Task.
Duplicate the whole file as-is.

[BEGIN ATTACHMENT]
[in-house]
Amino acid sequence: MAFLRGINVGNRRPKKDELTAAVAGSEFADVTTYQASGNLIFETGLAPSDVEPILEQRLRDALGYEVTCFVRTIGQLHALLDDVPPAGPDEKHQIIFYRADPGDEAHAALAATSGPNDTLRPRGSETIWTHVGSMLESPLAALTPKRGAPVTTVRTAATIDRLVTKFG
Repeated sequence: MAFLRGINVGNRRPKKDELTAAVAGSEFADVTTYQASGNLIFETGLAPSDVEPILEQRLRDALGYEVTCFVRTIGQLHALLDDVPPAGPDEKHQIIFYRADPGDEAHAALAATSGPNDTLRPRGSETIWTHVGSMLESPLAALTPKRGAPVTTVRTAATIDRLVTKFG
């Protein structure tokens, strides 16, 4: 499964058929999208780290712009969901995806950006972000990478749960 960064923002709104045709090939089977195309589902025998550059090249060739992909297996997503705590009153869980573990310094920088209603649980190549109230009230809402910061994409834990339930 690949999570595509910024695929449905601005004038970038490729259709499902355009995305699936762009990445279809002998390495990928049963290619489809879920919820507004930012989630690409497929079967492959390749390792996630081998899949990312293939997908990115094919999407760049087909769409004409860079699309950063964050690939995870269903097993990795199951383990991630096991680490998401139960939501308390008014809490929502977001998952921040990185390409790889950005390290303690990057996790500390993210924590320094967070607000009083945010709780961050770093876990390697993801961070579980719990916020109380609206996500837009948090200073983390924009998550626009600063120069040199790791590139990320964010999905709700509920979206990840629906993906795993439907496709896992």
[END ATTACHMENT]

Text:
[in-house]
Amino acid sequence: MAFLRGINVGNRRPKKDELTAAVAGSEFADVTTYQASGNLIFETGLAPSDVEPILEQRLRDALGYEVTCFVRTIGQLHALLDDVPPAGPDEKHQIIFYRADPGDEAHAALAATSGPNDTLRPRGSETIWTHVGSMLESPLAALTPKRGAPVTTVRTAATIDRLVTKFG
Repeated sequence: MAFLRGINVGNRRPKKDELTAAVAGSEFADVTTYQASGNLIFETGLAPSDVEPILEQRLRDALGYEVTCFVRTIGQLHALLDDVPPAGPDEKHQIIFYRADPGDEAHAALAATSGPNDTLRPRGSETIWTHVGSMLESPLAALTPKRGAPVTTVRTAATIDRLVTKFG
């Protein structure tokens, strides 16, 4: 499964058929999208780290712009969901995806950006972000990478749960 960064923002709104045709090939089977195309589902025998550059090249060739992909297996997503705590009153869980573990310094920088209603649980190549109230009230809402910061994409834990339930 690949999570595509910024695929449905601005004038970038490729259709499902355009995305699936762009990445279809002998390495990928049963290619489809879920919820507004930012989630690409497929079967492959390749390792996630081998899949990312293939997908990115094919999407760049087909769409004409860079699309950063964050690939995870269903097993990795199951383990991630096991680490998401139960939501308390008014809490929502977001998952921040990185390409790889950005390290303690990057996790500390993210924590320094967070607000009083945010709780961050770093876990390697993801961070579980719990916020109380609206996500837009948090200073983390924009998550626009600063120069040199790791590139990320964010999905709700509920979206990840629906993906795993439907496709896992």